Biopics don’t inspire Tollywood

Biopics don’t inspire Tollywood

There is a scene towards the end in \'The Theory of Everything\', the biopic of Stephen Hawking. As the renowned scientist is answering queries of students in a large hall, he sees that a girl student sitting in the front row drops her pen. 

There is a scene towards the end in 'The Theory of Everything', the biopic of Stephen Hawking. As the renowned scientist is answering queries of students in a large hall, he sees that a girl student sitting in the front row drops her pen.

Even as he is listening to a question on what inspires him as he does not believe in God, Hawking visualises himself getting up from the wheelchair, walking down the steps, picking up the pen and handing it over to the girl, a task quite impossible for him at that stage. As the visual melts, Hawking smiles and says one of his most famous lines “While there is life, there's hope,” emphasising that endeavour should never end.

This is one of the most defining moments in any biographical film in any language. Capturing a persona's innermost yearning, his thoughts and fears and aspirations, the very core of a character and not just documented details of his life. And these are moments that either make or break a biographical film.

“Always live your life with your biography in mind,” author Marisha Pessl had once advised. If only people followed that advice, biographers would have had their job cut out and the story would have been so easy to tell.

Although dozens of stories have been told and retold on the silver screen, some with remarkable success, biopics still remain a landmine-filled field for most filmmakers as they are fraught as much with self-doubt as with great expectations from the audiences.

As Telugu film industry floats on the euphoric success of what is arguably its first-ever major biopic, ‘Mahanati’, the whys and hows of making biopics are once again a topic of discussion.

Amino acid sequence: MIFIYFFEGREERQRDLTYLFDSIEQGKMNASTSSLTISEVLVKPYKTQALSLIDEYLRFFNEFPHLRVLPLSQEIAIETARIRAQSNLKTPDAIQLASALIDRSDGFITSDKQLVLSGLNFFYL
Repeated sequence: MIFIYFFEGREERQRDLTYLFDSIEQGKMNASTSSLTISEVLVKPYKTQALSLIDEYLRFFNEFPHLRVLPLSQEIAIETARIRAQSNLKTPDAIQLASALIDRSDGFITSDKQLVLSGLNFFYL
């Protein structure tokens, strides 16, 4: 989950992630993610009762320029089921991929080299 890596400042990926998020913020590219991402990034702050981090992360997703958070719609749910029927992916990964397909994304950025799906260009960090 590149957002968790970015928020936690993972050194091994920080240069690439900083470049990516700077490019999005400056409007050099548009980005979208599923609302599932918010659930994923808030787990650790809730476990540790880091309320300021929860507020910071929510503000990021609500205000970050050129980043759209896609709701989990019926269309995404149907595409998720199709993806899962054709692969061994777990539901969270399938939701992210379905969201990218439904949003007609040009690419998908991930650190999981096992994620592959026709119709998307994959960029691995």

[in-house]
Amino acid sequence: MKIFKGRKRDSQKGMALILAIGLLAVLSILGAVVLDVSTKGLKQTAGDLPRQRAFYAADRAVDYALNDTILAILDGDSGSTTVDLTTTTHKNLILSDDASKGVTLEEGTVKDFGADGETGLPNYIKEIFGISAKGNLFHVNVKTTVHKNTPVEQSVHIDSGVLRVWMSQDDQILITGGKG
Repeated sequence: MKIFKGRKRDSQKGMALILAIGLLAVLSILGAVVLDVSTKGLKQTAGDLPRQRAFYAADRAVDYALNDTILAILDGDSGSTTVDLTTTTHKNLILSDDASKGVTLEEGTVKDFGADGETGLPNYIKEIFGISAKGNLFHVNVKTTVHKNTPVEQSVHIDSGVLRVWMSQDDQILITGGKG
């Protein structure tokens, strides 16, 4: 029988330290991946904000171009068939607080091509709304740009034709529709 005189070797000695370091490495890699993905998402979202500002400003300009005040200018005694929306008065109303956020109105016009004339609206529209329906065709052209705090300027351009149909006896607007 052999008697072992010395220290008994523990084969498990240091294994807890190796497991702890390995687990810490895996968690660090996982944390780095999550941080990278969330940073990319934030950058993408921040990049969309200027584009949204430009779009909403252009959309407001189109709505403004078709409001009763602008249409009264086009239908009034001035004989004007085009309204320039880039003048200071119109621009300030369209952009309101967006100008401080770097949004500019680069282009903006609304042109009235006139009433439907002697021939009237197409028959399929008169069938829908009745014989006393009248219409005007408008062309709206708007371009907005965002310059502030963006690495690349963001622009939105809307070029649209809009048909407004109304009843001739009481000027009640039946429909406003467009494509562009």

Why have so few biographical films been made in Telugu while Hollywood is old hat at it and Hindi cinema managed its own share, ranging from celebrity stories such as Dhoni and Mary Kom to unsung heroes such as Phogat of ‘Dangal’.

"The essence of cinema is drama. When we tell the story of a person, there has to be a certain level of drama in his/her life. Unless we capture the drama, it becomes a documentary, a chronological fact sheet of someone's life. The challenge is to blend the story into a cinematic format and engage the audiences. Not an easy task," says Ramesh Samala, filmmaker and writer.

The other challenge is to recreate the period, Samala, who had written ‘Ishq’ and directed the movie ‘Columbus’, says. "The story is only half told unless we are able to transport the audiences into that era and setting, into that context and milieu. It takes a unique set of factors to achieve that," Samala, also a theatre professional, points out.

What is the touchstone for a good biopic? How much licence and liberty, how much fiction and creativity? Authenticity or creative freedom? Palatable falsehoods, glossed over flaws or fearless honesty? How to choose a persona, a story and an era?

Can the context be fictionalised when a person's tale is to be brought into sharp focus or should an individual's story be fictionalised to present a historical perspective? Crucial questions all.

"Telling the good, the bad, the ugly and the sensitive, can we tell the complete story is the question," says Sagar K Chandra, director whose film 'AppatloOkadundevaadu' won critical acclaim for telling a true story, setting it in a select period twenty years back. "We have to develop a story for any film but this is retelling a story, of a person probably well known.

And when it is not fiction, we have to cover a broad time span, an entire lifetime of a person. It requires as much attention to minute detail as to being true to the original," he says. His own film, the story of a cricketer, pushed to extremes, was chosen to be set 20 years backwards in time because of its socio-political context.